According to an article in New Scientist, the fact that there are so few women in science is all down to numbers. The author Debora MacKenzie explains there is not one woman in New Scientist's list of scientific heroes for 2008, for example. Merim Bilalic of the University of Oxford and colleagues found that statistics can explain the absence of women at the top. "More extreme values are found in larger populations," she says. Individuals at the top are, by definition, rare. In two groups with the same average performance and variability, the larger group is simply more likely to have more of these rare individuals, just because it is larger. The greater the difference in group size, the greater the chance the bigger group will have more exceptional individuals.
To test this idea, Bilalic's team checked the records of the German chess federation – in which males outnumbered females 16 to one. They found that the statistical effect of this difference in numbers accounted for 96% of the observed difference in performance between the sexes. "There is little left for biological differences to explain," says Bilalic. While statistics may explains the absence of females at the top, they don't explain why there are fewer females in the first place. If this is due to any innate differences in chess ability between the sexes it would have to influence whether children start to play the game at all, because the dropout rates for girls and boys once they do start are similar.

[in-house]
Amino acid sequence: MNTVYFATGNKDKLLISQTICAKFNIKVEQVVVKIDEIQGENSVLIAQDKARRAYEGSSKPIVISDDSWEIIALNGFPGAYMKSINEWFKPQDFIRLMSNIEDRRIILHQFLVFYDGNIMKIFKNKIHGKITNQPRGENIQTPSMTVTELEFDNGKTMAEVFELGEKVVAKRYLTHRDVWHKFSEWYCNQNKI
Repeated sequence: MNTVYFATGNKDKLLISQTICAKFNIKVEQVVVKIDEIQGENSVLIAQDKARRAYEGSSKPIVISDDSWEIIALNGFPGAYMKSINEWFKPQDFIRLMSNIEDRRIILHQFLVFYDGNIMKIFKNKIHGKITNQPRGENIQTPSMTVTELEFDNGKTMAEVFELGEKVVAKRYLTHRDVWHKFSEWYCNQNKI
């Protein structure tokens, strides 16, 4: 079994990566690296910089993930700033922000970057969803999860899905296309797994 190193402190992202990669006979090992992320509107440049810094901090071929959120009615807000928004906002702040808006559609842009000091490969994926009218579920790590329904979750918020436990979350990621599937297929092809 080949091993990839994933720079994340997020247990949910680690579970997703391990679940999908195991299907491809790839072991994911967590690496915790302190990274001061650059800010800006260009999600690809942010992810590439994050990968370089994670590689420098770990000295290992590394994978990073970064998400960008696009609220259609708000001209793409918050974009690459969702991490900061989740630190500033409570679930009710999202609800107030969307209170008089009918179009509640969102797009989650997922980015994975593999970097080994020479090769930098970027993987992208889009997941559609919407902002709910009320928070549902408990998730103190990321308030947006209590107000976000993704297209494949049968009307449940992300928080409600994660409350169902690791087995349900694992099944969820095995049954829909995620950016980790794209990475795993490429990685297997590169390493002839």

Many other factors might keep girls from ever getting into chess, such as cultural expectations, the difficulty of breaking into an activity dominated by boys, or just having been told they're less good at it. "But you can no longer cite the greater number of men among the most successful people as evidence of innate differences until the effects of participation rates have been allowed for," says Bilalic. In short, it's hardly surprising that there are so few women Einsteins when there are so few male ones – because so many more men are in the these fields overall.